When should I begin flossing my child's teeth?

I would say sometime between 5-6 is fine. At the very least, introduce your children to dental floss then. They may have trouble with it at first (it's not as easy as brushing), so I would encourage that they start with the front teeth (which are far easier to floss), and go from there as they get more comfortable with it.
Carol Jahn

If your child's teeth are close together, then you should start trying to floss their teeth as soon you can. If they have spaces, then those are should be easily cleaned with a toothbrush.

As you child gets older, and the responsibility for their mouth shifts to them, worry less about flossing and more about finding a tool they will use to clean between their teeth. Millions of adults struggle with dental floss—and for no reason. Flossing is not superior to other methods of interdental cleaning. By helping your child find a product they like and can easily use, you will help them have a lifetime of good oral health.

Many companies make child-friendly products that are designed for smaller hands and are easy to use including a Water Flosser for Kids.

When the baby teeth emerge and touch, usually around age 2, you should start flossing them regularly. A pediatric dentist can demonstrate how. Children usually can start flossing on their own around ages nine or ten, but some may have the ability (and willingness) to floss properly on their own before then. Tools like a prethreaded flosser may be useful for children learning how to floss.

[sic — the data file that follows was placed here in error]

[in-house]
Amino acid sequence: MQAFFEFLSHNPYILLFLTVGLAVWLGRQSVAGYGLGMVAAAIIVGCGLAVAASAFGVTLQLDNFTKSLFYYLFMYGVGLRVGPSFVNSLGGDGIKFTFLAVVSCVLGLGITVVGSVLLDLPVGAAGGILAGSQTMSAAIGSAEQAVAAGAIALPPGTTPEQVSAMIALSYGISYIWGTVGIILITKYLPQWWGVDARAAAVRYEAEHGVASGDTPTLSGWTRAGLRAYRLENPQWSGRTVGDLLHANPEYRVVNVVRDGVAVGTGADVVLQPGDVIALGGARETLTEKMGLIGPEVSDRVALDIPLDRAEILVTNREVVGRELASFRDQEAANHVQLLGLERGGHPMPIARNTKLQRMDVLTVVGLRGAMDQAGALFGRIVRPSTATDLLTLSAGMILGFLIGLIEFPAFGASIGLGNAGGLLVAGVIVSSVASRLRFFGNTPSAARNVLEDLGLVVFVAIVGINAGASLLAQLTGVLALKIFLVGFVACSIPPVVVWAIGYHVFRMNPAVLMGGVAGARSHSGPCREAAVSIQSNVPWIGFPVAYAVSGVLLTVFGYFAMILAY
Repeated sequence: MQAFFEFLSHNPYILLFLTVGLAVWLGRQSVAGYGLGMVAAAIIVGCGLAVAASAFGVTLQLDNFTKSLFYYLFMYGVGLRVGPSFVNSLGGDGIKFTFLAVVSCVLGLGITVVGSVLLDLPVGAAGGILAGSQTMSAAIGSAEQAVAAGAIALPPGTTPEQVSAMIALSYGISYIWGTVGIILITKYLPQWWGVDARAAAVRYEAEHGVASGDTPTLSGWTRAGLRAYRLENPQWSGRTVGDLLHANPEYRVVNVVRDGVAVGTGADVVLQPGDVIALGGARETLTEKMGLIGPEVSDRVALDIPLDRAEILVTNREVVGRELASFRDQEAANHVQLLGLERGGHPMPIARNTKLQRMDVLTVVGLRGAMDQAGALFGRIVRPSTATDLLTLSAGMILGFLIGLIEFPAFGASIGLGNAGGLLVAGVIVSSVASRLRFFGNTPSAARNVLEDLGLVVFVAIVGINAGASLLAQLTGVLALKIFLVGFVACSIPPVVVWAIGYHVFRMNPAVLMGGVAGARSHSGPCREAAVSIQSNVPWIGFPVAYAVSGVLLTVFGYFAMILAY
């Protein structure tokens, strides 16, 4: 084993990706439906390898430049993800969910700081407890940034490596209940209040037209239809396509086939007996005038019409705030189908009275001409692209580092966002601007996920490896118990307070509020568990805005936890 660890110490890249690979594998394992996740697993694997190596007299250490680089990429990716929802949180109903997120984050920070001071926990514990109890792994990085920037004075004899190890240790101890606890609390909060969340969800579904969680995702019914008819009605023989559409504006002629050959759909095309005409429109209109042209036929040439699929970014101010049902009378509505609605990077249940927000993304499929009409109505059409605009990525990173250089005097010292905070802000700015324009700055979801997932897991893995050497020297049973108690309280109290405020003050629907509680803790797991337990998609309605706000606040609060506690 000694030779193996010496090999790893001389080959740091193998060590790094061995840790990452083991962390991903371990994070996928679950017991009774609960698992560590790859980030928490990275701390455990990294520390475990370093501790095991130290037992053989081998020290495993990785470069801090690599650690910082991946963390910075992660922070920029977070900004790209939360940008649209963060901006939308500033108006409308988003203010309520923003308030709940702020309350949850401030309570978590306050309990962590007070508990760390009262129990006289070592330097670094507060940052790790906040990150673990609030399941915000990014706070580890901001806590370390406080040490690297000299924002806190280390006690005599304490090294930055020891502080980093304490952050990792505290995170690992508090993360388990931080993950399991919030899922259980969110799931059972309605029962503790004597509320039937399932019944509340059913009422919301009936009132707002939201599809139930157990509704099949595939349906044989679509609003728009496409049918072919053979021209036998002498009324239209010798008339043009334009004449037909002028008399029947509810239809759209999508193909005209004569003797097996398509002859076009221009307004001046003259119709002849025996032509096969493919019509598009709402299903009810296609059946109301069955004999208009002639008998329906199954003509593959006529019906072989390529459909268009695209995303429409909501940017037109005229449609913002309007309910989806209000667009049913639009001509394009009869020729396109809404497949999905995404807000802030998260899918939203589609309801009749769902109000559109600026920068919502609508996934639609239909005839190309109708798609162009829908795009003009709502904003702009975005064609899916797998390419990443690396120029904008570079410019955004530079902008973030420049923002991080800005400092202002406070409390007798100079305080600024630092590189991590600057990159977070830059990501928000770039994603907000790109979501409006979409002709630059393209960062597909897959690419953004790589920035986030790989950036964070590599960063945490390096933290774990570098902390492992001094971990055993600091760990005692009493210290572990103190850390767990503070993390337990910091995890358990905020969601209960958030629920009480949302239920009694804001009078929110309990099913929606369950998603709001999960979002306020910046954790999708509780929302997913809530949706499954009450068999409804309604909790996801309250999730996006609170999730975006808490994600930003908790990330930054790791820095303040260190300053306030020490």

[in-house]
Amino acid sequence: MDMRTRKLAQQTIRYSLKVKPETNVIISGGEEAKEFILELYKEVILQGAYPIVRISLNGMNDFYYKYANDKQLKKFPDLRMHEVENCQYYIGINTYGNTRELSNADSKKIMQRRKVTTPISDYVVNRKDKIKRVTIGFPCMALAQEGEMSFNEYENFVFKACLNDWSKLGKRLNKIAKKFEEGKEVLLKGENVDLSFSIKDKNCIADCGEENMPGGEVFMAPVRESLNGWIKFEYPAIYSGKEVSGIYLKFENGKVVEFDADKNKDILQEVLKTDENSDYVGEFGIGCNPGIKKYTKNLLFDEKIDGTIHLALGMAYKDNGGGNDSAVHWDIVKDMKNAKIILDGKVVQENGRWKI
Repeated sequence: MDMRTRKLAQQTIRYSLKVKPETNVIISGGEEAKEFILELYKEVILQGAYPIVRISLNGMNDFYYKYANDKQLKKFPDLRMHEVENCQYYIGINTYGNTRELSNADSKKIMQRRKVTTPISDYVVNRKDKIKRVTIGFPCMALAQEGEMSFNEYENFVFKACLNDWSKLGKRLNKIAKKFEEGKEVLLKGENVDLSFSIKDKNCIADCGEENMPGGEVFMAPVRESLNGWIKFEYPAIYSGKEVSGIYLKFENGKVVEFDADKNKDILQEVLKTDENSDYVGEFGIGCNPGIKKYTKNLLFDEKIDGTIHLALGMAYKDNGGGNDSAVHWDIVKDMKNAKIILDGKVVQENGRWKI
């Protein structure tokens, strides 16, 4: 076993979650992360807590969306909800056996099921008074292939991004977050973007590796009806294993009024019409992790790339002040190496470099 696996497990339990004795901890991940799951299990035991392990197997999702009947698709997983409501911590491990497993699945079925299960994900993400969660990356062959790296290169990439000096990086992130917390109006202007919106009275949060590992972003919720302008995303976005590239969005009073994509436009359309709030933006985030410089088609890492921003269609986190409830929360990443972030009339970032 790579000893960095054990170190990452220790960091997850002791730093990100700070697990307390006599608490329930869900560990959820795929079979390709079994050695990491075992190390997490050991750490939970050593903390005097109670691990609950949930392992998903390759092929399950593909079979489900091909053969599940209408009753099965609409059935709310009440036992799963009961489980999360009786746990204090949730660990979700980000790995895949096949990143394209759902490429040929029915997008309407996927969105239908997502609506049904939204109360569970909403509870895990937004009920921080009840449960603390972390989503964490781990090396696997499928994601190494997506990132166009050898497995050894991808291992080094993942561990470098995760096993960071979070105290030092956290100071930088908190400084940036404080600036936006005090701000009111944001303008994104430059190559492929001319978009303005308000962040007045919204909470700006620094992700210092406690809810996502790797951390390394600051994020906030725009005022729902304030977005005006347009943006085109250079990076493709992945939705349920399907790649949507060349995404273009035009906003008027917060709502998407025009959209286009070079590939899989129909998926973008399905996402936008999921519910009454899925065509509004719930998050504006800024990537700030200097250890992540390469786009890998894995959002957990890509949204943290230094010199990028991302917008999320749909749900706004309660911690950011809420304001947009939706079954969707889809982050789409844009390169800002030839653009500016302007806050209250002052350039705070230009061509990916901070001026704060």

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Begin using floss when your child's teeth begin to touch one another. Flossing helps prevent cavities between the teeth. The following are proper techniques in flossing your child's teeth:
  • Use about a foot and a half of floss. Wind most of it around the middle fingers of both hands. Hold the floss between the thumbs and forefingers. Use a gentle, back-and-forth motion to guide the floss between the teeth.
  • Curve the floss into a C-shape and guide it into the space between the gum and tooth until you feel resistance. Gently scrape the floss against the side of the tooth.
  • Repeat these steps on each tooth. Don't forget the backs of the last teeth in each corner of the mouth.
Because flossing is a difficult skill to master, you should floss your child's teeth until he or she can do it alone. Every child is different, however. Your dentist and hygienist can show you how to floss.
Dr. Diana K. Blythe, MD

Start flossing your child's teeth when they begin to touch each other. The purpose of flossing is to remove particles of food that get stuck between the teeth. Make flossing part of the bedtime ritual and your child will be more likely to do it later.

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Important: This content reflects information from various individuals and organizations and may offer alternative or opposing points of view. It should not be used for medical advice, diagnosis or treatment. As always, you should consult with your healthcare provider about your specific health needs.